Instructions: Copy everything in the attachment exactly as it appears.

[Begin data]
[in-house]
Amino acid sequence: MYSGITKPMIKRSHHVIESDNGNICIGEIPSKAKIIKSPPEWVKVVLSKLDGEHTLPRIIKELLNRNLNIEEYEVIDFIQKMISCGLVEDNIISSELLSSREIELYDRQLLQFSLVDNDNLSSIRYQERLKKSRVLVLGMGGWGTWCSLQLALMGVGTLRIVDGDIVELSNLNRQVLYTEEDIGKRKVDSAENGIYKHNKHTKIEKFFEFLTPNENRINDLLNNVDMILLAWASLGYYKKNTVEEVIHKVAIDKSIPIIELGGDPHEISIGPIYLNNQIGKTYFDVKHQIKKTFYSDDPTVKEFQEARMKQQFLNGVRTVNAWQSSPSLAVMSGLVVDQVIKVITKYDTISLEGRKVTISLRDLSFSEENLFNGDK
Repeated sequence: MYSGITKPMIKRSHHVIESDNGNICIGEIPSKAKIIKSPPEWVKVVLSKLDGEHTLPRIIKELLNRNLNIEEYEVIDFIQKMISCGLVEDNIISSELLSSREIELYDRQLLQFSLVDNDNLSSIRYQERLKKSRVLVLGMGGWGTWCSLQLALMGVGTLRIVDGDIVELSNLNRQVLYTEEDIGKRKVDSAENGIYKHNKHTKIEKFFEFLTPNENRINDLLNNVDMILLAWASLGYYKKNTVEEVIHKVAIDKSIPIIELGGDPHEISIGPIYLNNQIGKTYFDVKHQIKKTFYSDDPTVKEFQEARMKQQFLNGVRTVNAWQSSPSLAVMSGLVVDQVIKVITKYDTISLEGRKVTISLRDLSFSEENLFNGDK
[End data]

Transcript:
[in-house]
Amino acid sequence: MYSGITKPMIKRSHHVIESDNGNICIGEIPSKAKIIKSPPEWVKVVLSKLDGEHTLPRIIKELLNRNLNIEEYEVIDFIQKMISCGLVEDNIISSELLSSREIELYDRQLLQFSLVDNDNLSSIRYQERLKKSRVLVLGMGGWGTWCSLQLALMGVGTLRIVDGDIVELSNLNRQVLYTEEDIGKRKVDSAENGIYKHNKHTKIEKFFEFLTPNENRINDLLNNVDMILLAWASLGYYKKNTVEEVIHKVAIDKSIPIIELGGDPHEISIGPIYLNNQIGKTYFDVKHQIKKTFYSDDPTVKEFQEARMKQQFLNGVRTVNAWQSSPSLAVMSGLVVDQVIKVITKYDTISLEGRKVTISLRDLSFSEENLFNGDK
Repeated sequence: MYSGITKPMIKRSHHVIESDNGNICIGEIPSKAKIIKSPPEWVKVVLSKLDGEHTLPRIIKELLNRNLNIEEYEVIDFIQKMISCGLVEDNIISSELLSSREIELYDRQLLQFSLVDNDNLSSIRYQERLKKSRVLVLGMGGWGTWCSLQLALMGVGTLRIVDGDIVELSNLNRQVLYTEEDIGKRKVDSAENGIYKHNKHTKIEKFFEFLTPNENRINDLLNNVDMILLAWASLGYYKKNTVEEVIHKVAIDKSIPIIELGGDPHEISIGPIYLNNQIGKTYFDVKHQIKKTFYSDDPTVKEFQEARMKQQFLNGVRTVNAWQSSPSLAVMSGLVVDQVIKVITKYDTISLEGRKVTISLRDLSFSEENLFNGDK